Two variants of ECHS1, namely, NM_004092.4:c.23T>C (p.Leu8Pro) and NM_004092.4:c.176A>G (p.Asn59Ser), were identified and confirmed by Sanger sequencing. As no samples from the patient’s parents were available, we synthesized ECHS1 cDNA from mRNA extracted from the patient’s muscle biopsy sample and then cloned and sequenced it. The patient’s haplotype phase was confirmed (Fig. 1c).
c.176A>G (p.Asn59Ser) is a known variant associated with LS (HGMD, Professional 2018.3). c.23 T>C (p.Leu8Pro) has also been deposited in dbSNP (Build 150) as number rs775833766, but no association has been reported between this variant and LS. Hence, this is the first report identifying c.23T>C (p.Leu8Pro) as a novel variant associated with LS.
c.23T>C (p.Leu8Pro) was also not described in any other databases, including the ESP6500, 1000 Genomes, Exome Aggregation Consortium, Human Genetic Variation, and ClinVar databases (as of the beginning of May 2018). SIFT and PolyPhen-2 predicted the variant to be “damaging” with a score of 0.02 and “probably damaging” with a score of 0.97, respectively. In addition, the mutated leucine was conserved in mouse, rat, cow, and opossum (Fig. 1d).
To confirm the pathogenicity of these variants, we performed SDS-PAGE and immunoblotting with antibodies against ECHS1 (Sigma-Aldrich; SAB2100643) using the mitochondrial fraction isolated from patient-derived myoblasts. Anti-SDHA antibodies (Invitrogen; 459200) were used as a loading control for mitochondria. The ECHS1 protein was undetectable in the patient, whereas the expression level of SDHA was normal (Fig. 1e). Next, we measured the enzyme activity of enoyl-CoA hydratase in the mitochondrial fraction from patient myoblasts as previously described4. Each sample was measured in triplicate and normalized to citrate synthase activity. Enoyl-CoA hydratase activity was markedly decreased in the patient (to 8% of the level observed in controls; Fig. 1f).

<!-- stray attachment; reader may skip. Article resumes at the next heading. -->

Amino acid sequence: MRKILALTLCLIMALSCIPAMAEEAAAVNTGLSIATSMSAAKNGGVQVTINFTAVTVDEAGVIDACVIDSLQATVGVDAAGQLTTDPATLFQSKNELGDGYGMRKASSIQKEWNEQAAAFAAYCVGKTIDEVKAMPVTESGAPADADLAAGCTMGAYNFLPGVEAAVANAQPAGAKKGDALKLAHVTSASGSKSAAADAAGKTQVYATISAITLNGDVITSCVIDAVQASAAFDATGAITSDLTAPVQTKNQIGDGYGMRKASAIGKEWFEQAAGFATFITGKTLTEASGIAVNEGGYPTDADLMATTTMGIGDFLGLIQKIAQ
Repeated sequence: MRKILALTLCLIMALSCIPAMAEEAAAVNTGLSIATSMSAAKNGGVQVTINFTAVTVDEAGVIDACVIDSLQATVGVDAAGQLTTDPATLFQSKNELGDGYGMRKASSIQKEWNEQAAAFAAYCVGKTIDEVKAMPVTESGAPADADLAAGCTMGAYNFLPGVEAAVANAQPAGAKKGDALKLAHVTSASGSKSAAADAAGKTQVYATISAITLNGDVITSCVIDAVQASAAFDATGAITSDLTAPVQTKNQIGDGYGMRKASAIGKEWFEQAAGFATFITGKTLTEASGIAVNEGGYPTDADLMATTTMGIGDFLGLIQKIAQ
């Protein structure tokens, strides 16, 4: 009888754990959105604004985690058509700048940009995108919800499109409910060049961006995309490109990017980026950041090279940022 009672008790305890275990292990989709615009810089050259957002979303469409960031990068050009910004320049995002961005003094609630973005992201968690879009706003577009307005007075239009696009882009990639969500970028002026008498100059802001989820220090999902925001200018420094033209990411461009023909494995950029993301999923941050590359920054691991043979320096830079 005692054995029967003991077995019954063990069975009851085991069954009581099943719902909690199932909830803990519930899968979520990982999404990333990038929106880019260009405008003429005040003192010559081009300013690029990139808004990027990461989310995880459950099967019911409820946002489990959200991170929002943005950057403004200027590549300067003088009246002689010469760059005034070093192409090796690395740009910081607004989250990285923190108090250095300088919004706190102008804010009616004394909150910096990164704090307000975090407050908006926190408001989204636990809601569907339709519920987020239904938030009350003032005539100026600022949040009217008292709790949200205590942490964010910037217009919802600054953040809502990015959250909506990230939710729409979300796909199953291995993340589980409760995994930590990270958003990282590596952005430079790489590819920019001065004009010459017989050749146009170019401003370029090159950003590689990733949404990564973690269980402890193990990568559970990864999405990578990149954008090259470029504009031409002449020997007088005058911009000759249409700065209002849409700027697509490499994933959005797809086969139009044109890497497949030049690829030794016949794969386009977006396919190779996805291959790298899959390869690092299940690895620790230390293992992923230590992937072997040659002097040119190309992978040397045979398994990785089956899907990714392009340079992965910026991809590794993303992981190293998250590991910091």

Here, we report a patient with a compound heterozygous variant of ECHS1. Almost all reported cases of ECHS1 deficiency show LS, with or without cardiomyopathy5. This patient’s clinical course was also compatible with typical LS.
This patient had a compound heterozygous variant of ECHS1, consisting of c.23T>C (p.Leu8Pro) and c.176A>G (p.Asn59Ser). c.23T>C (p.Leu8Pro) affected mitochondrial transit peptide (amino acids 1–27) in exon 1 and was therefore predicted to impair protein transport into mitochondria. c.176A>G (p.Asn59Ser) in exon 2 has been reported in six cases of ECHS1 deficiency, all of them Japanese5,6,7, which implies that this variant may be common in the Japanese population. Moreover, the variant was located in the catalytic domain (amino acids 30–289). In fact, our functional analysis revealed that both the amount of ECHS1 protein and its level of enzymatic activity were substantially decreased in the mitochondria of the patient’s myoblasts, supporting the pathogenicity of these variants. Because ECHS1 protein was undetectable in mitochondria, we suspected that the patient’s pathology was a consequence of impaired protein transport and/or degradation of mutant proteins.
As is often the case with LS and other mitochondrial diseases, treatment was ineffective, and the patient’s symptoms were progressive. In ECHS1 deficiency, however, it is speculated that some dietary treatments, such as valine restriction, may decrease the production of toxic metabolites and mitigate disease5. For diseases that might be treatable, it is important to diagnose them as early as possible by genetic screening, including whole exome sequencing.
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We are very grateful to the patient who participated in this study. This study was supported partly by the Intramural Research Grant for Neurological and Psychiatric Disorders of NCNP under Grant Numbers 30–9 (A.I.), 30–7 (Y.G.), and 29–4 (I.N.); by AMED under Grant Numbers JP17kk0205012h0002 (Y.G.), JP18kk0205012s0303 (Y.G.), JP18ek0109285h0002 (I.N., A.I., Y.G.), 18ek0109273 (M.M.), and JP18kk0205001s0203 (I.N.); and by KAKENHI Grant No. 16K09999 from the Japan Society for the Promotion of Science (M.M.).
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Uchino, S., Iida, A., Sato, A. et al. A novel compound heterozygous variant of ECHS1 identified in a Japanese patient with Leigh syndrome. Hum Genome Var 6, 19 (2019). https://doi.org/10.1038/s41439-019-0050-1